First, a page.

Local Government and Human Rights Reach the UN
The United Nations recently has made small but significant steps toward recognizing the explicit human rights dimensions of local government. On 29 September 2013, the Human Rights Council (HRC) adopted its resolution (A/HRC/24/L.2), approving its Advisory Committee’s research proposal on local government and human rights, “bearing in mind that human rights and fundamental freedoms are the birthright of all human beings, and that their protection and promotion is the first responsibility of Governments.”
The new research-based report will focus on the role of local government in the promotion and protection of human rights, including human rights mainstreaming in local administration and public services. It is expected to compile both best practices and main challenges, with a progress report to the HRC and to present a progress report to the HRC at its 27th session (September 2014).
The resolution requested the Advisory Committee to seek the views and inputs of Member States, relevant international and regional organizations, the Office of the United Nations High Commissioner for Human Rights and relevant special procedures, as well as national human rights institutions and nongovernmental organizations. Although they are not explicitly mentioned, local governments are assumed to provide important input through these procedures, even though local governments do not have consultative status directly with the UN.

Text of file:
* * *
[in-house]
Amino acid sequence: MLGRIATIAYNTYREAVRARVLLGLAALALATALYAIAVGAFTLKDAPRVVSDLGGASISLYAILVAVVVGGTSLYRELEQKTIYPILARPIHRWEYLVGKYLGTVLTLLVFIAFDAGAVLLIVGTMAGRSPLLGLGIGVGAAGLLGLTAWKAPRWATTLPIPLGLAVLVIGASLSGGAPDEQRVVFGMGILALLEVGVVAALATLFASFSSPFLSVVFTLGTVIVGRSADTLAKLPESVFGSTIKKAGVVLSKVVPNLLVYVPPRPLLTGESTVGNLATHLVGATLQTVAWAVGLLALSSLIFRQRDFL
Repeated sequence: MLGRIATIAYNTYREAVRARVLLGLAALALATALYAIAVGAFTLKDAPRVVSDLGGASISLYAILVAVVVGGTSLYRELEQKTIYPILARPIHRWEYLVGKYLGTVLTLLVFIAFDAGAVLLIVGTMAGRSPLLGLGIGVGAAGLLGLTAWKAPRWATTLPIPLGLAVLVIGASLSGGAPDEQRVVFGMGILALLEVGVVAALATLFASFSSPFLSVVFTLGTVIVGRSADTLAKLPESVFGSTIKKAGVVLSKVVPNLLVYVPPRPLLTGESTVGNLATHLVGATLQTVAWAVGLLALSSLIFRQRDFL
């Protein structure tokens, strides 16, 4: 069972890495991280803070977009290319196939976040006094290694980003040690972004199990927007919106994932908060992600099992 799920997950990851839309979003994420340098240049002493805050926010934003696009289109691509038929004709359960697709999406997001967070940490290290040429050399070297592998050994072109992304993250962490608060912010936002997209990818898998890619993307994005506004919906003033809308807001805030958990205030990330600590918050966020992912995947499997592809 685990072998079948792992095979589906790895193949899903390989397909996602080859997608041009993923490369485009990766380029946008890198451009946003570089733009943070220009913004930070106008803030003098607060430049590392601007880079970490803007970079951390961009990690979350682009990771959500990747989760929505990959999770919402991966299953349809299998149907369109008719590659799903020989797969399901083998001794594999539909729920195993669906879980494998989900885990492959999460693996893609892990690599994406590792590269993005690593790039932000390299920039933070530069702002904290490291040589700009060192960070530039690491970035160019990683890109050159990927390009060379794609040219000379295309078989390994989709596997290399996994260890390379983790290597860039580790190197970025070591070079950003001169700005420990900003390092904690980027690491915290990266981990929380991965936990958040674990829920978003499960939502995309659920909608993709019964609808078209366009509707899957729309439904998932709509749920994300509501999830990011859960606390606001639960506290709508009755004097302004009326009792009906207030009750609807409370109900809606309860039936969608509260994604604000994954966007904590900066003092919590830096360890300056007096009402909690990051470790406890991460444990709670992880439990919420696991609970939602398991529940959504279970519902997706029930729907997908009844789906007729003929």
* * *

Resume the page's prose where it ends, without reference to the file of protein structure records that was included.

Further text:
In the meantime, the HRC has commissioned the Office of the High Commissioner for Human Rights (OHCHR) to submit a report outlining the role of the public service as an essential component of good governance in the promotion and protection of human rights, including a compilation of good practices based on information received from stakeholders. OHCHR has announced that the report will be completed and presented to HRC at its 25th session (February 2014).
In February of this year, the executive director of UN Habitat, which refers to itself as the “city agency,” issued a “commitment to the human rights-based approach to development” (HSP/GC/24/2/Add.7). This addendum to an annual activities report acknowledges that “UN Habitat has a responsibility to assist Governments to respect, fulfill and protect human rights and, in particular, the right to adequate housing and the right to safe water and sanitation.” While claiming to “mainstream” the human rights commitment, the executive director has decided to relegate human rights to a unit in the UN Habitat Project Office.
These initiatives come just in time for the preparations for Habitat III (2016) and deliberations on the new post-2015 Sustainable Development Goals. The former is a UN-wide conference of member states, not a conference of a single agency. Both processes face the challenge to operationalize human rights. Local Authorities Major Group (LAMG) and Member States Friends of Cities have expressed how “sustainable Cities and Human Settlements are at the core of the coming development agenda, as have United Cities and Local Governments. The nexus of human rights and local government will be a main subject of the 7th session of the Open Working Group on Sustainable Development Goals (New York, 6–10 January 2014), as well as the 7th World Urban Forum (Medellin, Colombia, 5–11 April 2014). All these developments will influence the commitments of states to be concluded in the coming two years, affecting us all for the longer future.